Modern Man

Quote of the Day:

Can you help me occupy my brain?”     –Black Sabbath, Paranoid, released October, 1970

Contemplating the at once ascendant and yet deteriorating state of the world we live in and TB’s ten-twenty on the celestial spectrum lately…..

I was born in 1970. Coincidentally, perhaps, I view that year as year one of the modern era. There is abundant evidence for the proposition in the changes that came about over the surrounding years.

In 1969, Neil Armstrong walked on the moon (said none of these things by the way, sadly), and by 1970 Bewitched, Andy Griffith and I Dream of Jeannie were all airing in the full glory of Technicolor. Beverly Hillbillies too. But these shows, that all started as black and whites and depicted American life in an idyllic, delightful and zany light were in their last days, being overcome by a new type of sitcom–All In The Family, The Brady Bunch, and MASH–still funny, still zany, but with hippies and mixed families and people who hated the Army. We began to acknowledge and laugh at American dysfunctionality. The transition from the ancient world to the modern in entertainment was distinct.

The turbulent sixties (a federal law was passed in 1978 requiring use of “turbulent” in any publication discussing that decade in any way) featured civil rights battles in the streets and the passage of Medicare, changing American politics forever; and Mickey Mantle and Willie Mays retired in 1969 and 1973, respectively (though many baseball fans refuse to acknowledge Mays’ two years with the Mets beginning in ’72.) Their departures symbolized a changing of the guard in the pastime. In 1970 Curt Flood challenged baseball’s reserve clause and set in motion the concept of free agency as it is now practiced in all professional sports. The seventies would begin the era of mortality for our sporting heroes–Reggie Jackson, Steve Garvey, Pete Rose–little different than their often belligerent, hard-drinkin’, womanizin’ and gamblin’ predecessors, but publicized now. Even the Presidency was de-pedestalized in the new age with the exposure and fall of Nixon.

The first mideast oil crisis was in 1973. Resulting gas lines were a deceptively gruesome foreshadowing of America’s future. Monday Night Football debuted in 1970 too, and the New York Jets set football on its modern course when they won Super Bowl III in 1969. The Beatles split up in 1970. Black Sabbath debuted. The first Earth Day was proclaimed in San Francisco, asbestos insulation was banned, and eighteen year olds were given the right to vote. Astroturf. Old Elvis. Hurricane Camille.

Am I right? When did the modern era begin? With America’s victory in World War II? With the explosion of the PC and the Internet Age? Sometime else?

I still say around 1970.

“What difference does it make?”, you might ask, or possibly “how does one punctuate a question within a sentence?”

I don’t know. Probably none. Just something I was thinkin’ about.

About travellinbaen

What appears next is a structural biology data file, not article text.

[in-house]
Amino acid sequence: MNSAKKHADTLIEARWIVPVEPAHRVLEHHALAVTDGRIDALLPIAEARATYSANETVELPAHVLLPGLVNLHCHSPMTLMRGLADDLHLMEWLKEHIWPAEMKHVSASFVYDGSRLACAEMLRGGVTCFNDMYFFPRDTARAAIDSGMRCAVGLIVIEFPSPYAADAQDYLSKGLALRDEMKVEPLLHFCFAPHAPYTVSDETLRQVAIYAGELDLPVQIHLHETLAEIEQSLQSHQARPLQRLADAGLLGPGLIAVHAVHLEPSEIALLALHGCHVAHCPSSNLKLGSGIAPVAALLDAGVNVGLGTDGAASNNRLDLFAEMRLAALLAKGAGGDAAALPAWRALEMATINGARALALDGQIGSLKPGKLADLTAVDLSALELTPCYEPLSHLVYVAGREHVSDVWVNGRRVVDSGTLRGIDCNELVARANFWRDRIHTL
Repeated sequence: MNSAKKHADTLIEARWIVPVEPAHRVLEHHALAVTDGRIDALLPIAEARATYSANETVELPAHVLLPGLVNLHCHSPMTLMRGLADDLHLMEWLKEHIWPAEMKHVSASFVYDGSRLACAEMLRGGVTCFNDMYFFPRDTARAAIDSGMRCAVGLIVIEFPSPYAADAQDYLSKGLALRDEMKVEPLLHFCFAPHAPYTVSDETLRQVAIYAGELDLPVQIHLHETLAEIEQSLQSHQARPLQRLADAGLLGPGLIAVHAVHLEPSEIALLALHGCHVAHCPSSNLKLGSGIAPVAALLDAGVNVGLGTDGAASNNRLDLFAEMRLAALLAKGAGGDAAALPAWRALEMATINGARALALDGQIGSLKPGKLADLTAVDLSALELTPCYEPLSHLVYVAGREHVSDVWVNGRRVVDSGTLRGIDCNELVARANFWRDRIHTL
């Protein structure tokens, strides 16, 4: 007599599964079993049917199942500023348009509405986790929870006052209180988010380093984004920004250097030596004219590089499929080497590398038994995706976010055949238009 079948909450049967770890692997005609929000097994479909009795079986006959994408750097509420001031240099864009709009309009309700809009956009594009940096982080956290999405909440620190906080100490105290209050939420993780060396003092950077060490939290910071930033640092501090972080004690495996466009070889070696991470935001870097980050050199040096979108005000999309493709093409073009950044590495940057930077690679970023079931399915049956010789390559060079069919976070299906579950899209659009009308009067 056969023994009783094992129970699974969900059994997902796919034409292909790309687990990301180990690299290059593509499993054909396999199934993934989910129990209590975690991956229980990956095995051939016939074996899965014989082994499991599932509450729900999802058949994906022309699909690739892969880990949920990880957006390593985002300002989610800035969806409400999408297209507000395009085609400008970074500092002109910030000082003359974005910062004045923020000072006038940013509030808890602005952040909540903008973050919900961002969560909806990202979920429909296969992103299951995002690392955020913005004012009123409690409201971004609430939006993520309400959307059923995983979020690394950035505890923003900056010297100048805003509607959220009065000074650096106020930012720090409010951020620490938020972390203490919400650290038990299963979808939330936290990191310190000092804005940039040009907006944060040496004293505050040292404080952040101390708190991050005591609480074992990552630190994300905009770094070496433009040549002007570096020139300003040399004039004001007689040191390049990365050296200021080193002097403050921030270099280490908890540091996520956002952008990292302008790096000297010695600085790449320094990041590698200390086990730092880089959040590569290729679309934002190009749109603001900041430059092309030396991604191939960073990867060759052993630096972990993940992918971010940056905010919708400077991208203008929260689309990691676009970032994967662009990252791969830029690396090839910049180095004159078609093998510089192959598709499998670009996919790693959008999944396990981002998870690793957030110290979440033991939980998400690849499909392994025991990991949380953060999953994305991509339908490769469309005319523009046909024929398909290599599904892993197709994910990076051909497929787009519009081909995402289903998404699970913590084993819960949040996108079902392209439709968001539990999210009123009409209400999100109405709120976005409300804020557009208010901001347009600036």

I'm a 40 year old lawyer living in Ridgeland, Mississippi. I'm several years and a couple hundred miles removed from most of my old running buddies so I started the blog to provide an outlet for many of the observations and ideas that used to be the subjects of our late night/happy hour/halftime conversations and arguments.
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7 Responses to Modern Man

  1. I think it’s universal to think your childhood/early life was the best of times. However, this must have been hard to do in, say, the year 1184. You’re a serf. You’re digging in the dirt 15 hours a day to make 7 potatoes grow, and then your taxes to the feudal lord are 12 potatoes. In that situation, how do you look nostalgically at your life? Considering the average life expectancy was only about 22, perhaps they had no time to get nostalgic.

    On the other hand, adults are always complaining that the younger generations don’t know how good they have it. “These kids don’t know how good they got it.” It’s paradoxical to wax poetically about how great your childhood times were and then bitch about “these kids today with all their contraptions and easy livin’.”

    Ultimately, we adults declare without a hint of contradiction, “Everything was better when I was a kid. Except living. When it comes to living, you kids got it made.”

  2. Jessie Lou says:

    As I sat and read that entry I was reminded of just how old I am becoming since I remember most of those things actually happening. You mananged to give a historical reflection on the period of my life in less than a page. Very succinct but nonetheless entertaining. Even if your question goes unanswered.

  3. sweet says:

    The 70’s didn’t appear modern, judging from the clothes I was made to wear

  4. Jessie Lou says:

    After a little more thought I would say you are 10 years off – I will hazard to say the modern age began closer to 1980. A decade where clothes may have been slightly better but hairstyles were horrible. When I mention mullet I am not talking fish!

  5. Smilyj says:

    Modern times was when we got our first remote for the TV. Till then I had a pallet and a pillow where I was to watch. This was placed close enough to the TV so as I could simply sit up and turn the channel when my dad ordered me to. He never had to leave his recliner. And I did have to actually turn the dial. All 13 channels worth.

  6. Jessie Lou says:

    Smiley – you were the remote and that picture you just put in my head is funny 🙂

  7. RockStarRambler says:

    I can’t resist:

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